>>>>>>>>>> because
>>>>>>>>>> a template var is more specific. I'll double check with CXF - I
>>>>>>>>>> doubt it works
>>>>>> diff
>>>>>>>>>> in CXF
>>>>>>>>>> Sergey
>>>>>>>>>> On 11/10/15 08:28, Markus KARG wrote:
>>>>>>>>>>> Experts,
>>>>>>>>>>> in a discussion on the Jersey user group someone claimed that
>>>>>>>>>>> the behaviour of Jersey is different from CXF and RestEasy. As
>>>>>>>>>>> that would imply both, an inaccuracy of the TCK (it does not
>>>>>>>>>>> detect the
>>>>>>>>>>> deviation) and a violation of the specification in CXF and
>>>>>>>>>>> RestEasy (as Jersey is the RI, hence axiomatically cannot be
>>>>>>>>>>> wrong), we should quickly clarify the truth in that claim.
>>>>>>>>>>> The case is recorded in Jersey's issue tracker including source
>>>>>>>>>>> code
>>>>>>>>>>> ( and is simple to
>>>>>>>>>>> explain:
>>>>>>>>>>> *Given a resource has two methods, annotated as **_at_GET
>>>>>>>>>>> @Path(//<PathParam>/) and **_at_DELETE @Path(//<RegEx>/)*
>>>>>>>>>>> *When a client invokes **GET <RootURI>//<PathParam>/ upon that
>>>>>> resource*
>>>>>>>>>>> *Then the result is **405 Method Not Allowed*
>>>>>>>>>>> While this looks pretty odd to the average Joe (as there is a
>>>>>>>>>>> perfect match of GET and /<PathParam>/), it was claimed that
>>>>>>>>>>> this is _compliant_ to the specification (since regex have
>>>>>>>>>>> higher priority than literals, and methods are matched after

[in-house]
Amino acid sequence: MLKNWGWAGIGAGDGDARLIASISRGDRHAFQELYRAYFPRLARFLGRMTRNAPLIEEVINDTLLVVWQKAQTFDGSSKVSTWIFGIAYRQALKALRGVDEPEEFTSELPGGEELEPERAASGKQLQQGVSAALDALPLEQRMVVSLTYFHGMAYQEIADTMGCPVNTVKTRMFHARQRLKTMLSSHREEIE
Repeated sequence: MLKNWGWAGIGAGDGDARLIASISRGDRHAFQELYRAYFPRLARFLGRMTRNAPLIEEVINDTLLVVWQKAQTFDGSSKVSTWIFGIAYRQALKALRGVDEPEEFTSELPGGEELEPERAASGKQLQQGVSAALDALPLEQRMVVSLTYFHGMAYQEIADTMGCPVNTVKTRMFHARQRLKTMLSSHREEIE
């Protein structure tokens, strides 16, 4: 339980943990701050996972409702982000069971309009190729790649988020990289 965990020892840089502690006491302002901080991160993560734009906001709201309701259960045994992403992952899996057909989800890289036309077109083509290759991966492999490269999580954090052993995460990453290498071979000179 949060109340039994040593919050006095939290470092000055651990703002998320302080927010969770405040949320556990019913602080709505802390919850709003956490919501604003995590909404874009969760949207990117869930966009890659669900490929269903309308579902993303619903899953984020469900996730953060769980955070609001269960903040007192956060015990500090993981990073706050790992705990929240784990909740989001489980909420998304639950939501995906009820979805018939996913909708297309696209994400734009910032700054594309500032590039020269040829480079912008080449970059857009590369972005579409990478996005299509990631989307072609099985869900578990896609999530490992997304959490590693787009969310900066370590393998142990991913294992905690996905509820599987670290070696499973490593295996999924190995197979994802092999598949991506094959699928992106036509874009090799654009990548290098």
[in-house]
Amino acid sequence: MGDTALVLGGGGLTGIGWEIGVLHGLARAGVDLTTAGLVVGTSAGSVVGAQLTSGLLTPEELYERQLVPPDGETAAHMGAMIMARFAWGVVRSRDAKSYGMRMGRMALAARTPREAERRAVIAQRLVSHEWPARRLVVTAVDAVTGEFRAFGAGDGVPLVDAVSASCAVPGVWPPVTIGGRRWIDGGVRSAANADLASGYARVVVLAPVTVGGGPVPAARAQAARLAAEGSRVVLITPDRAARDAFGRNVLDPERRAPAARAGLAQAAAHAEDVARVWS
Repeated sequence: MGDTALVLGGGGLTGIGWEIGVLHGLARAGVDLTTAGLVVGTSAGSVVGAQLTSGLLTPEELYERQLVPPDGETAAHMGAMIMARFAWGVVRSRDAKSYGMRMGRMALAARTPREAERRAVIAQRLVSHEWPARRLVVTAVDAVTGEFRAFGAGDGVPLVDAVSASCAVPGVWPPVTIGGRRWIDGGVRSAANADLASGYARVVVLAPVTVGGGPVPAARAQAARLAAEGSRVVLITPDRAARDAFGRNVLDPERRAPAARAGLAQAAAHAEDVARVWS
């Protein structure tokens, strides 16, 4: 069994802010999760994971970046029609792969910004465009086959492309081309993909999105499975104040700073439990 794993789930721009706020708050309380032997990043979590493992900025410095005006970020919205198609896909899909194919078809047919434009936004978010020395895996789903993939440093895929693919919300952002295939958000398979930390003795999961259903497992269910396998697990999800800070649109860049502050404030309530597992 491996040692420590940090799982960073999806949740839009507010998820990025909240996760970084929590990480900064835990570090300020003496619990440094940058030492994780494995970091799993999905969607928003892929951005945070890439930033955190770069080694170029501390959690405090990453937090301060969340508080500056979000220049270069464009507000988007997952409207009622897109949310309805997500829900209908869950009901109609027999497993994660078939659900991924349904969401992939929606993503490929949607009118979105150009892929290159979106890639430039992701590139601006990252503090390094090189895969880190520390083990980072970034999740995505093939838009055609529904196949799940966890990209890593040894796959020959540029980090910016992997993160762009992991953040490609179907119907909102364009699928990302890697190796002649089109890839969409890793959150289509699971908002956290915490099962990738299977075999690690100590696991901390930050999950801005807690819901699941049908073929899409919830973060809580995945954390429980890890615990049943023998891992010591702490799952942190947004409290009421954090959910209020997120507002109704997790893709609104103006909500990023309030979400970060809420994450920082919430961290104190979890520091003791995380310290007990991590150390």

>>>>>>>>>>> URIs).
>>>>>>>>>>> It was reported that CXF and RestEasy return 200 OK instead,
>>>>>>>>>>> while the RI does return 405 Method Not Allowed.
>>>>>>>>>>> Certainly an application MUST return the same status code on
>>>>>>>>>>> ANY
>>>>>>>>>>> JAX-RS compliant implementations, so we should clarify ASAP the
>>>>>>>>>>> following questions:
>>>>>>>>>>> (1) @SpecLeads: Is the use case described above (regex beats
>>>>>>>>>>> literals) really compliant to the JAX-RS specification, and how
>>>>>>>>>>> to explain /to the average Joe/ the reasonability of ignoring
>>>>>>>>>>> the apparently perfect match?
>>>>>>>>>>> (2) @SpecLeads: Is there a bug in the TCK so it does not detect
>>>>>>>>>>> the deviation of CXF and RestEasy?
>>>>>>>>>>> (3) @Vendors: Can you please check your implementations whether
>>>>>>>>>>> they really violate the spec? Do you have plans to fix it?
>>>>>>>>>>> I think we all have a vital interest in clarifying it, as a
>>>>>>>>>>> standard makes only sense when it is reasonable and commonly
>>>>>>>>>>> accepted, so I would be glad if you could answer the above
>>>>>>>>>>> points rather soon. :-)
>>>>>>>>>>> Thanks
>>>>>>>>>>> -Markus